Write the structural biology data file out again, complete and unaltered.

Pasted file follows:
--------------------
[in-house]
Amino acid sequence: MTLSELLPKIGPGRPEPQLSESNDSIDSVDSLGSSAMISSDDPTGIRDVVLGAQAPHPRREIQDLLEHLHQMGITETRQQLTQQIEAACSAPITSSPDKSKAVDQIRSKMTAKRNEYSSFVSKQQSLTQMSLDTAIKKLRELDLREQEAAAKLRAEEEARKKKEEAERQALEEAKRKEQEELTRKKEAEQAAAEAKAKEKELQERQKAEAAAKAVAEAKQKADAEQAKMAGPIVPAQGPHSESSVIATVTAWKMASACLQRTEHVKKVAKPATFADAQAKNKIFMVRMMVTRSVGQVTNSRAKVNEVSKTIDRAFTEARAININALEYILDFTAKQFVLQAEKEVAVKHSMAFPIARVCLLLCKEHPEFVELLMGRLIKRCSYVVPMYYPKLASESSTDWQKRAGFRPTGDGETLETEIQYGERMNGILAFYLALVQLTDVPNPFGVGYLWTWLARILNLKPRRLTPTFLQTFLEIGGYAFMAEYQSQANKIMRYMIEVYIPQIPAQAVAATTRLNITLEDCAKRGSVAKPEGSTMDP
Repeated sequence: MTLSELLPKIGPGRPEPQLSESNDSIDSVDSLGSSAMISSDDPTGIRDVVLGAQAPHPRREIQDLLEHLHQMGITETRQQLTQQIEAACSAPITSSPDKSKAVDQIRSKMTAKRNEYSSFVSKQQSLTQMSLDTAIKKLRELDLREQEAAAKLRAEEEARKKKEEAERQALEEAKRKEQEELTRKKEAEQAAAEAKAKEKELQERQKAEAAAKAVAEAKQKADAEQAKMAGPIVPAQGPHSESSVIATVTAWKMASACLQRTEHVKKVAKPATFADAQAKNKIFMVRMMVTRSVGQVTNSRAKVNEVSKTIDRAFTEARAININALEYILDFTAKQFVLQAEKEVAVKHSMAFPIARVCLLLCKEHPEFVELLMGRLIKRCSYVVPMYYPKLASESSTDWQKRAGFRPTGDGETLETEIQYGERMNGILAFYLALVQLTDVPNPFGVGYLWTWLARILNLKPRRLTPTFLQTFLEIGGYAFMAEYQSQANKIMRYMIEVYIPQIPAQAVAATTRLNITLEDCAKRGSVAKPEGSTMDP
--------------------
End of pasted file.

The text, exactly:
[in-house]
Amino acid sequence: MTLSELLPKIGPGRPEPQLSESNDSIDSVDSLGSSAMISSDDPTGIRDVVLGAQAPHPRREIQDLLEHLHQMGITETRQQLTQQIEAACSAPITSSPDKSKAVDQIRSKMTAKRNEYSSFVSKQQSLTQMSLDTAIKKLRELDLREQEAAAKLRAEEEARKKKEEAERQALEEAKRKEQEELTRKKEAEQAAAEAKAKEKELQERQKAEAAAKAVAEAKQKADAEQAKMAGPIVPAQGPHSESSVIATVTAWKMASACLQRTEHVKKVAKPATFADAQAKNKIFMVRMMVTRSVGQVTNSRAKVNEVSKTIDRAFTEARAININALEYILDFTAKQFVLQAEKEVAVKHSMAFPIARVCLLLCKEHPEFVELLMGRLIKRCSYVVPMYYPKLASESSTDWQKRAGFRPTGDGETLETEIQYGERMNGILAFYLALVQLTDVPNPFGVGYLWTWLARILNLKPRRLTPTFLQTFLEIGGYAFMAEYQSQANKIMRYMIEVYIPQIPAQAVAATTRLNITLEDCAKRGSVAKPEGSTMDP
Repeated sequence: MTLSELLPKIGPGRPEPQLSESNDSIDSVDSLGSSAMISSDDPTGIRDVVLGAQAPHPRREIQDLLEHLHQMGITETRQQLTQQIEAACSAPITSSPDKSKAVDQIRSKMTAKRNEYSSFVSKQQSLTQMSLDTAIKKLRELDLREQEAAAKLRAEEEARKKKEEAERQALEEAKRKEQEELTRKKEAEQAAAEAKAKEKELQERQKAEAAAKAVAEAKQKADAEQAKMAGPIVPAQGPHSESSVIATVTAWKMASACLQRTEHVKKVAKPATFADAQAKNKIFMVRMMVTRSVGQVTNSRAKVNEVSKTIDRAFTEARAININALEYILDFTAKQFVLQAEKEVAVKHSMAFPIARVCLLLCKEHPEFVELLMGRLIKRCSYVVPMYYPKLASESSTDWQKRAGFRPTGDGETLETEIQYGERMNGILAFYLALVQLTDVPNPFGVGYLWTWLARILNLKPRRLTPTFLQTFLEIGGYAFMAEYQSQANKIMRYMIEVYIPQIPAQAVAATTRLNITLEDCAKRGSVAKPEGSTMDP